There is something quite liberating about seeing our romantic illusions shattered because the shattering frees us to enjoy the beauties of this world for what they are without turning them into idols. This is, I think, what Blake was getting at when he said, “He who binds to himself a joy / Does the winged life destroy / But he who kisses the joy as it flies / Lives in eternity’s sunrise.” God created us to enjoy the joys of being alive - but without setting our hope on them. When we try to “bind them to us” we not only destroy "the "winged life," the life of the soul as it pants for eternity, we destroy the joys that are chiefly meant to serve as their signposts. We become enslaved to the gifts rather than letting them lead us back to the Giver.
My conclusion, therefore, upon returning home to the desert on January 1st: never trust anything that doesn't have seams. Put another way, the beauties of this world should only be trusted to the degree that they lead us to Christ; to the degree that they awaken and undergird and magnify our appetite for Heaven. The woman who learns to practice this art - this art which is also a discipline - she is the one who "lives in eternity's sunrise," who has glimpsed, if only faintly, and from far off, a true vision of reality.
Wednesday, March 21, 2012
Tuesday, March 20, 2012
We trimmed the palm tree out beside the vegetable garden and found a nest with one egg inside, perfectly preserved in a crevice near the trunk. The mother appeared to have abandoned it - driven away, I'm sure, by the awful noise and exposure. After hours of pleading, the girls were granted permission to adopt it, egg and all. This meant, of course, creating a new perch for the nest, on a chair beside the bed so that they could blow it kisses and make sure it was safe from Daddy - whom you never could trust when it came to eggs since he was liable to boil it and eat it for breakfast.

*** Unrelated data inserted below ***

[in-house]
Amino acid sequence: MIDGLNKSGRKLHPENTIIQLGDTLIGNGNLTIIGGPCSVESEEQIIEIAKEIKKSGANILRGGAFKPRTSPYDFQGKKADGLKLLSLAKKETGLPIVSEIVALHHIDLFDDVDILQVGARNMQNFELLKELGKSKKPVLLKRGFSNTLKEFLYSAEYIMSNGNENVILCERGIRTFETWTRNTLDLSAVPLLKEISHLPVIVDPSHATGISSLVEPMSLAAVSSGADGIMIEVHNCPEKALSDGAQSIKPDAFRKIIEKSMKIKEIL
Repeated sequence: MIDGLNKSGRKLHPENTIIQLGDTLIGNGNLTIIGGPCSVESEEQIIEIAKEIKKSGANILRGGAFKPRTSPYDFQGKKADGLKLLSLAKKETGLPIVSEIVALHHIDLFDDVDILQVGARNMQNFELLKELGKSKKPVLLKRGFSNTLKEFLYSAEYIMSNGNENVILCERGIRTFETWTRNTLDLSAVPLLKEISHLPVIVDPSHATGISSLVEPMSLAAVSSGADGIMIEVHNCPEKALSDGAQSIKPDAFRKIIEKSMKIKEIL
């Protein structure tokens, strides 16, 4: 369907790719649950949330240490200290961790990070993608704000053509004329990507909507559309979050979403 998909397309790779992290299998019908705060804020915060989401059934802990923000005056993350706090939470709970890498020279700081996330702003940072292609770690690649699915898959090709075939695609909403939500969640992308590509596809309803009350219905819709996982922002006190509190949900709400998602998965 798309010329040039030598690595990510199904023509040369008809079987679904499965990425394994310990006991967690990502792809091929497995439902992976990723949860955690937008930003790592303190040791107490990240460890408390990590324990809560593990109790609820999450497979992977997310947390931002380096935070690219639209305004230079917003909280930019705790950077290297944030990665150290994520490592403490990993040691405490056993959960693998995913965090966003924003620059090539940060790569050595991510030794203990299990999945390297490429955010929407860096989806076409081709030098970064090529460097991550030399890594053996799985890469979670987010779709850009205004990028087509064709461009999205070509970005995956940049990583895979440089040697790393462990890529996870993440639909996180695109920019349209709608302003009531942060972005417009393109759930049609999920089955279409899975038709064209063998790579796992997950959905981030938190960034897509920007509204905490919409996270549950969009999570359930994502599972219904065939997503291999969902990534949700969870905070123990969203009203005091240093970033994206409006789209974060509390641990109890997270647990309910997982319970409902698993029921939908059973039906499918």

When I went in for the second time to kiss Evie goodnight I found her sitting up in bed, holding the bowl that held the nest in her two hands. She was examining it with such concentration I didn't have the heart to scold her. "Are you looking at your nest?" I asked finally. She looked up at me and nodded vigorously, and smiled her rueful, dragon-slaying smile: "It's im-pressive!" she exclaimed. I couldn't but be drawn into the mystery of the moment - and for several seconds we bent our heads down and studied the nest together quietly. I noticed that in addition to countless small twigs, the mother bird had salvaged some tiny uprooted carrots from our garden, and woven them into her nest. I had pulled them up weeks before and left them in a tattered pile beside the planter. Too small to use, I'd thought. But in fact the carrot tops - so long and leafy and green - were put to perfect use; and the tiny shriveled carrots brought a reassuring touch of color to the scheme.
I looked up at Evie, who was still studying the nest with care. "Evie," I said, "you're impressive. You know that?" She looked at me and laughed uproariously as if I had made the most unorthodox suggestion. "No, you're impressive!" she challenged. "Oh, alright," I said. "You win." And I knew with sudden irrevocable conviction that I had been outmatched.
Monday, March 19, 2012
Saturday, March 17, 2012
We didn't find the pot of gold at the end of the rainbow -no, I wouldn't go so far as to say that - but we did play Pin the Tail on the Donkey and Duck, Duck, Goose, and Round and Round it Goes. And then there was the business - the inestimably serious business - of the piñata. A very, very large piñata in the shape of a white pony with hearts on its hind legs and a rainbow-colored mane. So. No leprechauns. And no pot of gold. But lots of silver platters piled high with powdered donuts and miniature red velvet cupcakes and laughing children and a dining room full of red balloons. I don't know about other people, but that is as good as a pot of gold to me.
Thursday, March 15, 2012
Wednesday, March 14, 2012
...is only four days away. We're getting ready to party - to Pinata Party, to be exact. And pin the tail on the donkey. I ordered red wax lips for all the girls, black mustaches for the boys, and I plan on singing a few Irish tunes while I snap photographs.